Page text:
Following is a true story. I have changed the names to ‘protect the innocent’ as Sgt Joe Friday would say. Anyone else remember Joe Friday?
We recently had a long-standing client sell their retail business after 14 successful years serving the local Victoria BC community. We’ll call him ‘Jim’ for this article to ‘protect the innocent.’
Jim contacted us to let us know that he was preparing to sell the business and retire. He and his wife planned to do some travelling and enjoy the fruits of having built a secure and prosperous brand over many years.
We soon discovered that Jim was already pretty far along in the sales process. He had a buyer and was just finalizing the details of the sale with the lawyers. We had been on retainer with Jim’s business for four years providing a host of online marketing services including website design, maintenance, content marketing, search engine optimization and online advertising.
Jim informed us that as of a specific date the sale would be final. He offered to introduce us to the new owner and asked that we halt all marketing activities, on his behalf, on the date of sale.
To our surprise, we discovered that many valuable assets were not discussed or included in the negotiations of the sale of the business.
Jim’s 14-year old business had:
- A beautiful website that was redesigned by us just two years earlier and attracted more than 1,200 local visitors on a monthly basis
- A long-standing domain name with substantial domain authority (great SEO bones) and tons of backlinks
- A Google Analytics account fully tricked out with filters, conversion goals, event tracking, search console and five years worth of valuable data
- A Google Business page
- Lots of page one Google ranked keywords and landing pages
- An online lead generation system that produced more than 10 leads a month
- A Google Advertising account with high converting campaigns in place (we had them all on pause)
- A Facebook Business Manager account with established top converting campaigns (we had them all on pause)
- An active social media presence including Facebook, Twitter, and Instagram with more than 10,000 followers combined
- A robust LinkedIn business page and personal profile with over 1,000 contacts (yes, I get that the personal profile is ‘personal’ and sticks with the owner, but there are ways to leverage that to announce the change in ownership)
- Excellent reviews on many review sites including Google, Yelp, and Facebook
- An email marketing system with more than 600 subscribers
- A stable of valuable content (hundreds of great articles)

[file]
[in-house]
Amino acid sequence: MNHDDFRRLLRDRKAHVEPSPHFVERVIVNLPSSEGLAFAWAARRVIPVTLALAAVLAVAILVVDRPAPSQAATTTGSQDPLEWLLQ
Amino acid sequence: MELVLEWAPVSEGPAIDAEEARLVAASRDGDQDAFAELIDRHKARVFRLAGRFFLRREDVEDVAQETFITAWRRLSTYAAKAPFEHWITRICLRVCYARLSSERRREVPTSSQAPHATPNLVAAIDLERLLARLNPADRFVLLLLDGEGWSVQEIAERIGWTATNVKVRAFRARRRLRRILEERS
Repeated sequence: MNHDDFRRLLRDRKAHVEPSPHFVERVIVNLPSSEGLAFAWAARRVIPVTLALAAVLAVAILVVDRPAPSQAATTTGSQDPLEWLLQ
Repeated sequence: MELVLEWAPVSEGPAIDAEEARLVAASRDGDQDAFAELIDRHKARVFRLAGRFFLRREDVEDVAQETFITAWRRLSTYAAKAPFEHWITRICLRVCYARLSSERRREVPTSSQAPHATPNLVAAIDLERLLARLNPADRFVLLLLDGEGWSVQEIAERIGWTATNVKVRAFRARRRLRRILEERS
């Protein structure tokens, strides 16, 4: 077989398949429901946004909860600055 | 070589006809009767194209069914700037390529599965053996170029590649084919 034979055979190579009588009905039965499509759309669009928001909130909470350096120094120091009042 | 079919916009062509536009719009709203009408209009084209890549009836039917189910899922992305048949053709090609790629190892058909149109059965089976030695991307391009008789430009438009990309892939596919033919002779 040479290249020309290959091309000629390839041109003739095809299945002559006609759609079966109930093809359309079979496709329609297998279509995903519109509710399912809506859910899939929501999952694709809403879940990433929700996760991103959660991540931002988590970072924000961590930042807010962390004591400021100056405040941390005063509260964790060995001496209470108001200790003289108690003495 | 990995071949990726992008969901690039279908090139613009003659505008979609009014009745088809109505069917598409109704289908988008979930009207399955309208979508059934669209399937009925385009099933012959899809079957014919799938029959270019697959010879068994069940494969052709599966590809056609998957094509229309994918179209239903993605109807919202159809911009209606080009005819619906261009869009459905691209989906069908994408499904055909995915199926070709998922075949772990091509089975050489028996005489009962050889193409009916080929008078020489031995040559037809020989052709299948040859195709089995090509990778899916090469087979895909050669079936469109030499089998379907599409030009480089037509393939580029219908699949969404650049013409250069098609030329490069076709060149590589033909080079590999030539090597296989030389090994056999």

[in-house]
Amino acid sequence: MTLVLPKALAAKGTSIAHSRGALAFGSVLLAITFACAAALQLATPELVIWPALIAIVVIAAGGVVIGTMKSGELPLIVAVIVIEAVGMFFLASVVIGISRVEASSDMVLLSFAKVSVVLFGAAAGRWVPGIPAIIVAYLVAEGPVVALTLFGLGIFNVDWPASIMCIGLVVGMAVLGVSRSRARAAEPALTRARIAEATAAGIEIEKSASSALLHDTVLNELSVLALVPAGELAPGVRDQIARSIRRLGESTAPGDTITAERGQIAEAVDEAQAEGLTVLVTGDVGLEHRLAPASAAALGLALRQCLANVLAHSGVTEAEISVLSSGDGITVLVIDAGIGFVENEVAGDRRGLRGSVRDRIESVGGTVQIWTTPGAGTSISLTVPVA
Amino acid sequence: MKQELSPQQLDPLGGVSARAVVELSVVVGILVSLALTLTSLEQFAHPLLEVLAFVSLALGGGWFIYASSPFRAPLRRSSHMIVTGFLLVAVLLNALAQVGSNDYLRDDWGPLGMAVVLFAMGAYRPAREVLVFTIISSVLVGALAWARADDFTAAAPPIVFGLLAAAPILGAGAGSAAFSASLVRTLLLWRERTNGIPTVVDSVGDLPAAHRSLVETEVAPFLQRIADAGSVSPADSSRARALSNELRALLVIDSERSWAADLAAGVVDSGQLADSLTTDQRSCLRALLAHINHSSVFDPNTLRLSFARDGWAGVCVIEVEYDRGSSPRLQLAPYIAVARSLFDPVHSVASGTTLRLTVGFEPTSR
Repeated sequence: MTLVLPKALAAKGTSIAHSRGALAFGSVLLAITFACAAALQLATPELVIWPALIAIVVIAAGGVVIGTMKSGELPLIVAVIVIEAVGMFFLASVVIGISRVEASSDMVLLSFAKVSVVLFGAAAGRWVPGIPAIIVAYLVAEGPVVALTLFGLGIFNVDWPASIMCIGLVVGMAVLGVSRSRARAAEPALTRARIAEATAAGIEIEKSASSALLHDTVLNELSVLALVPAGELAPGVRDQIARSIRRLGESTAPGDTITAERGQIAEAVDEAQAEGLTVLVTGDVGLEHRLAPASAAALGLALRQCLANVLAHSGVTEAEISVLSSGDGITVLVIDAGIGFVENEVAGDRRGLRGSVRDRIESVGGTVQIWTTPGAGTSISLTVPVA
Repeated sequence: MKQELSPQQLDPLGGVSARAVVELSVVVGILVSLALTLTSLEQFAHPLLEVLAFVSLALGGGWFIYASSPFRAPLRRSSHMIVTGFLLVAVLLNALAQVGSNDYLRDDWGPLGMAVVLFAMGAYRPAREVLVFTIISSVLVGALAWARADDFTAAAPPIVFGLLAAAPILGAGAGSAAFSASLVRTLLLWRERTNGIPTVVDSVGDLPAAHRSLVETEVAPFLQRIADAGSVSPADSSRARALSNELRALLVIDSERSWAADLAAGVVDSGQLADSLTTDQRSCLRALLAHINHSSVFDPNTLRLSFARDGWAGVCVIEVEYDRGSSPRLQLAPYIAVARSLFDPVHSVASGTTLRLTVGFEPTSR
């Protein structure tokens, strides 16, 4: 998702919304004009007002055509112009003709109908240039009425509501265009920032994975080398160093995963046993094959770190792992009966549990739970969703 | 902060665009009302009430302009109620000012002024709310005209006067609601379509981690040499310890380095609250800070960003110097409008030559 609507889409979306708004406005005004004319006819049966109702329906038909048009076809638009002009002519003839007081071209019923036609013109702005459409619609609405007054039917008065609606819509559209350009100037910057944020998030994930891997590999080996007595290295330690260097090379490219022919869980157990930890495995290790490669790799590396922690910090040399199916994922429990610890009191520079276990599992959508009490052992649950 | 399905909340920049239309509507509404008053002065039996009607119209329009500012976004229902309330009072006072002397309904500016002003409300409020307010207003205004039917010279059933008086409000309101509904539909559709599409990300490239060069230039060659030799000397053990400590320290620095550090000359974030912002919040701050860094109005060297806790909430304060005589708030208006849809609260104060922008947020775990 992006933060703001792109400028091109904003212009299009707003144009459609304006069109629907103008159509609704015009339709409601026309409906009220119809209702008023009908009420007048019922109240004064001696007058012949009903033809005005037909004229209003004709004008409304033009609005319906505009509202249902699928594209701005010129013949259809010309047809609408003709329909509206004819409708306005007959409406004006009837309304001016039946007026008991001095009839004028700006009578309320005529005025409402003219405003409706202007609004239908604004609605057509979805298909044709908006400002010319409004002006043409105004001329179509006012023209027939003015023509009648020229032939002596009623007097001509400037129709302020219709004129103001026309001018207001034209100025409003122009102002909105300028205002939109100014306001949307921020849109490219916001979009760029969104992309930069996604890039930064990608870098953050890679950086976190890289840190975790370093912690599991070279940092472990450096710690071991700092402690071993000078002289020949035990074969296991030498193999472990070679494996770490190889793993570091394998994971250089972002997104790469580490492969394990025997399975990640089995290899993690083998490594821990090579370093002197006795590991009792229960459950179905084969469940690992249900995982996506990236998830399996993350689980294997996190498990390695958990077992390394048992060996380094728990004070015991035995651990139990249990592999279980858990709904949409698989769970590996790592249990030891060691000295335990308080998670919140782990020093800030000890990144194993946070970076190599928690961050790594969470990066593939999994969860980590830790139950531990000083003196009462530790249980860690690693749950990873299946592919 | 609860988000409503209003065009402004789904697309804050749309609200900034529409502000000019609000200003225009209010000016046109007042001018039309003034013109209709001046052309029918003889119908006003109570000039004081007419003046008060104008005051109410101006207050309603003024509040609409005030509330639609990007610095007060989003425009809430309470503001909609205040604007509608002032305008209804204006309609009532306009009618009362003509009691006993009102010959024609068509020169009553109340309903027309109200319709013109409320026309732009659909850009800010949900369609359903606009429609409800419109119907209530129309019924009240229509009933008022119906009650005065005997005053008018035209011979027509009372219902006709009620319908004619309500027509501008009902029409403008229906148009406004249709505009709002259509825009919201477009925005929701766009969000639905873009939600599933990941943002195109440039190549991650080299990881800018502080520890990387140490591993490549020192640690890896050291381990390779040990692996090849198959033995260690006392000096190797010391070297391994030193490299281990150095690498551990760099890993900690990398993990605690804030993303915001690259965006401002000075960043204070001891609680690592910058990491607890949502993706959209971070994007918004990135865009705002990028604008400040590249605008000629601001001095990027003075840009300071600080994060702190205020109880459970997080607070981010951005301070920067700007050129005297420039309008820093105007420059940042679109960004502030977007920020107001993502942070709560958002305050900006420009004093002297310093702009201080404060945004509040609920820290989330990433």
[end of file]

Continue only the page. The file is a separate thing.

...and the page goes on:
- Relationships with key online influencers in the industry
- Relationships with critical media in the industry
Digital Assets are valuable
All of this took Jim (and us) years of hard work to establish and grow, and, in our estimation, would be worth at least $15,000 – $20,000 to the business. The businesses’ strong online presence should have been added to the list of assets when selling the company – or at the very least used as leverage in the sale negotiations.
When we started working with the new owner (we’ll call her Sally), we discovered that Sally was unaware of anything except the website. None of the other resources had been discussed. To make matters worse, the seller did not provide Sally with logins or access information for any of the above. Luckily we had most of it, and we were able to hit the ground running once she was ready to start marketing again.
What to ask to ensure your world-cruise
If you are planning to either buy or sell a business you need to look beyond the obvious bricks and mortar to ensure you have a real understanding of the ‘marketing’ assets.
If you’re the buyer start by ‘Googling’ the business name and see what comes up. Hopefully, there’s a website, some social media accounts, a Google Business page, reviews, and more. Make a list of everything you find and ask the business owners the following questions:
- How old is the domain name
- How old is the website
- Is there Google analytics tracking
- How much traffic does the site get
- How many social media accounts are there
- How extensive is their social network
- What are the online reviews like
- Are there any current unresolved customer issues
- Do they have an email marketing program
- How many subscribers do they have
- Is the domain whitelisted? Is it blacklisted?
If you are the seller, you should know the answers to all of these questions and provide that information as part of the due diligence package. Make sure to assign a dollar figure to each asset.
The results could mean the difference between a 2-week retirement trip to Mexico or a 12-week cruise around the world.